Planting Garlic:
Growing Garlic Organically

Planting garlic is the perfect way to keep your gourmet kitchen (and wallet) stocked all year with this kitchen staple that is used to flavor so many dishes. Fortunately, garlic is easy to grow, even for the beginning gardener.

Planting Garlic: Plant Snapshot (Allium sativum)

Planting Garlic
  • Family: Alliaceae (Onion family)
  • Annual or Perennial? Annual – Ready to harvest about 20 weeks after planting
  • Recommended varieties: Bogatyre, Georgia Fire, Purple Italian Easy Peel, Bavarian Purple
  • Cold tolerance: Usually hardy in most regions
  • When planning vegetable crop rotation, group with crops from this family: Do not rotate with other members of the Allium family such as onions or leeks or Brassicacae (mustard) family such as broccoli, cabbage, radishes or turnips.
  • Companion plants (see Companion Planting Charts for more info):
    • Companions: Roses, Raspberries
    • Avoid: None
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Planting Garlic: Planting the Seed

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Garlic is planted from a single clove which will mature into a bulb that has up to eighteen cloves. Select the largest cloves for planting and be sure that it’s in a location that gets full sun and has well-drained soil.

Garlic is planted in the fall about a month before the first frost and then harvested the next summer. It can be planted in early spring, but the crop will not be as prolific as garlic that has been in the ground throughout the entire winter.

When planting in winter, protect the bulbs by laying down a healthy layer of leaf or straw mulch.

Plant garlic near your roses and both will thrive.

Snapshot: Planting Garlic

  • Planting depth: 1 to 3 inches (2.5 cm deep in clay soil, up to 10 cm in sandy soil)
  • Spacing in rows: about 5 inches (13 cm)
  • Germination soil temperature: not applicable (grown from cloves)
  • Days to germination: Cloves will sprout leaves in about 2 weeks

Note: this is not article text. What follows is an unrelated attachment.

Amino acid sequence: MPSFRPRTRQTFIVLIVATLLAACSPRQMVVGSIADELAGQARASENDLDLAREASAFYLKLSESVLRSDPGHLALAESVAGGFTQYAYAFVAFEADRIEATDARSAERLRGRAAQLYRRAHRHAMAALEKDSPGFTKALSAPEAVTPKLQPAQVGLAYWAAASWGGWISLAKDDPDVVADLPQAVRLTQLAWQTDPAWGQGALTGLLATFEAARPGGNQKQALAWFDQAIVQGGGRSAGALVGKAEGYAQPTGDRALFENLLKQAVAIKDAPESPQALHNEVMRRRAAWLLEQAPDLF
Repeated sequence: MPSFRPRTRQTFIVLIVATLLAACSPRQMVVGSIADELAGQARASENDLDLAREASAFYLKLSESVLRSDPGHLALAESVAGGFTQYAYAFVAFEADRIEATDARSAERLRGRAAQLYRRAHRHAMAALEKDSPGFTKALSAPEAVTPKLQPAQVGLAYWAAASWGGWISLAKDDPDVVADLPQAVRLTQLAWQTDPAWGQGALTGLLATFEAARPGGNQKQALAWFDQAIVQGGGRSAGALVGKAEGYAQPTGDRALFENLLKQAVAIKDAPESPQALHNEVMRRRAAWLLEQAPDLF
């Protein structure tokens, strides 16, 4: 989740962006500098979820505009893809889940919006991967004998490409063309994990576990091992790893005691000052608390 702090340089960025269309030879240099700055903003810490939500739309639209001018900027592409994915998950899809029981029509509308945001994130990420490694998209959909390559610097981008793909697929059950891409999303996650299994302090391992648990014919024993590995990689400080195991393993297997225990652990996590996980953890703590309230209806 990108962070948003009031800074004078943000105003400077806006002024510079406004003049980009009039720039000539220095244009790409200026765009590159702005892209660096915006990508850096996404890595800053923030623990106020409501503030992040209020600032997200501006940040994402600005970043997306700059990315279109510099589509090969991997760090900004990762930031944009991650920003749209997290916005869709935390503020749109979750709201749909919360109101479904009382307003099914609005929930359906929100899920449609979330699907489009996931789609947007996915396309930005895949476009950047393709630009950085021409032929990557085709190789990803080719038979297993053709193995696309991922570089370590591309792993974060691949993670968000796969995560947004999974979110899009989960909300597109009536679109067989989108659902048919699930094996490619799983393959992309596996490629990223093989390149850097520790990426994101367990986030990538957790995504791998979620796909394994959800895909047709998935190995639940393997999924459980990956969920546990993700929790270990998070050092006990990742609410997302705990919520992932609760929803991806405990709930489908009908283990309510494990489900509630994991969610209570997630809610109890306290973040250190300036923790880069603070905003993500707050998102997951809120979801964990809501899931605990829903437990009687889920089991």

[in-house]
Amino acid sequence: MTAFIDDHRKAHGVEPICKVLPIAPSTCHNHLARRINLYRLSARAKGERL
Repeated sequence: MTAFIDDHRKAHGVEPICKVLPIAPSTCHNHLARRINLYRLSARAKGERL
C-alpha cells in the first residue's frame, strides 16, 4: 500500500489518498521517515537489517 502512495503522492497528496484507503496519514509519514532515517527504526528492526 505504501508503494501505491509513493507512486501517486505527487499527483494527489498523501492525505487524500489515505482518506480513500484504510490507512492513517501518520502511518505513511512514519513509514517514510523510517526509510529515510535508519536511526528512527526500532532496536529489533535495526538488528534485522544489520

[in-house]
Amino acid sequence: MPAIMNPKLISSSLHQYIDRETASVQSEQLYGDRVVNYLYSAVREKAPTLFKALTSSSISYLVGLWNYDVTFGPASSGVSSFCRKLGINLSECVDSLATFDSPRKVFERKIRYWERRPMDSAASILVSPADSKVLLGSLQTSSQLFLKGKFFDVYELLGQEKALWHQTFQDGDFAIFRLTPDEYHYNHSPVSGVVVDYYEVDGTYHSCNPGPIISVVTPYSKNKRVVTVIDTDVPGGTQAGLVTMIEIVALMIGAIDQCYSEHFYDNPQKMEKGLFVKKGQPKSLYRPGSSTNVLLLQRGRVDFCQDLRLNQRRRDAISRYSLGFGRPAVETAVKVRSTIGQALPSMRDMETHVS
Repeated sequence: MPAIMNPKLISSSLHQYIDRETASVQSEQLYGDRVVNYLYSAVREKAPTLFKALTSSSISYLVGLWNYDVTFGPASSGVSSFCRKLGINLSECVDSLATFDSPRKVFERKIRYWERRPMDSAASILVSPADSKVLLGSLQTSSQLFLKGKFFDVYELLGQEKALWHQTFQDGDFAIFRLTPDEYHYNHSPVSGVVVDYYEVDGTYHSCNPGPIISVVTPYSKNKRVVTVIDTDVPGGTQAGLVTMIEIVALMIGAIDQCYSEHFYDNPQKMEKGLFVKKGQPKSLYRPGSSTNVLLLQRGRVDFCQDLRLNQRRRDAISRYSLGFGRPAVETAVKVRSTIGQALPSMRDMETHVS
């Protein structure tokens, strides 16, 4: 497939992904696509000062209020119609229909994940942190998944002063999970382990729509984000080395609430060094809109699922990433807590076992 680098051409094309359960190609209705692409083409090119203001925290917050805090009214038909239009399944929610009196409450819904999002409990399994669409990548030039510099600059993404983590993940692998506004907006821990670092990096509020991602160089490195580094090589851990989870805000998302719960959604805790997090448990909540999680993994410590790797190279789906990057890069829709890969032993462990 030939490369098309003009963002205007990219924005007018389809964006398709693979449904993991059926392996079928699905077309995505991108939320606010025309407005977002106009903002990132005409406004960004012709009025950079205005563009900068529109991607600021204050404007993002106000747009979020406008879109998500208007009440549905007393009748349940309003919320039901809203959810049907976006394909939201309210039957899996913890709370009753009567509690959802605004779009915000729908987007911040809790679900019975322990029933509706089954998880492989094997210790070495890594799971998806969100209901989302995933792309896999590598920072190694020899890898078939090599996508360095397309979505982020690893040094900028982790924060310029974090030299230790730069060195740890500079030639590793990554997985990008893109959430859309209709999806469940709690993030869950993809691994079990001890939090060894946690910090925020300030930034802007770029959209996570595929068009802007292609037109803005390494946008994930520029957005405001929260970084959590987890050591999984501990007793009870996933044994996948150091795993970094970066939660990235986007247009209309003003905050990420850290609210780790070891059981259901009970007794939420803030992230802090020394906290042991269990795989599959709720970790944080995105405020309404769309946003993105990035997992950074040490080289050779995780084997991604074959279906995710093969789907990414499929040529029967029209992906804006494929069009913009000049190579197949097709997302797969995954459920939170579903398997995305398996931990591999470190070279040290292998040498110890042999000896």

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Planting Garlic: From Germination to Pre-Harvest

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Garlic will grow well in average garden soil as it is well drained, and the plants don't often need watering unless there's a dry spell.

Too much water may cause the bulbs to rot. They should not be watered after the summer solstice, as this is when the bulb is maturing.

After the last spring frost, remove the straw or leaf mulch and replace it with compost in order to encourage growth. Side dressing the garlic with compost when the soil warms in the spring will also help to encourage larger bulbs.

Snapshot: Growing Garlic

  • Preferred soil pH (see soil pH tester for more information): 5.5 to 7.5
  • Growing soil temperature: 55 to 75 degrees F (13 to 24 C)
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Planting Garlic: Harvesting Time

Garlic should be harvested when the first six leaves of the plant turn yellow to brown and die down. Garlic should always be dug up, rather than pulled up, to avoid breaking off the bulb.

Dry out garlic in the sun for a couple of weeks before storing.

Snapshot: Harvesting Garlic

  • Time to harvest: About 20 weeks
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Storing Garlic and Freezing Garlic

Garlic is easy to store as long as it is kept in a dry place with air circulation. It also freezes quite well.

Simply separate the bulbs and store in freezer bags. If you have several months worth of garlic, it's often wise to freeze some and keep some stored in a cool dry place.

Next year's garlic can be grown from a clove, and cloves are usually good until they have dried up or rotted.

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Planting Garlic: Pests & Diseases

The following pests and diseases have been known to affect the success of growing Garlic. For more information about preventing and controlling them, see Organic Garden Pest Control.


  • Bulb mites
  • Leafminer
  • Maggots
  • Thrips
  • Wheat curl mites


  • Basal rot
  • Botrytis rot
  • Downy mildew
  • Nematodes
  • Penicillium decay
  • White rot
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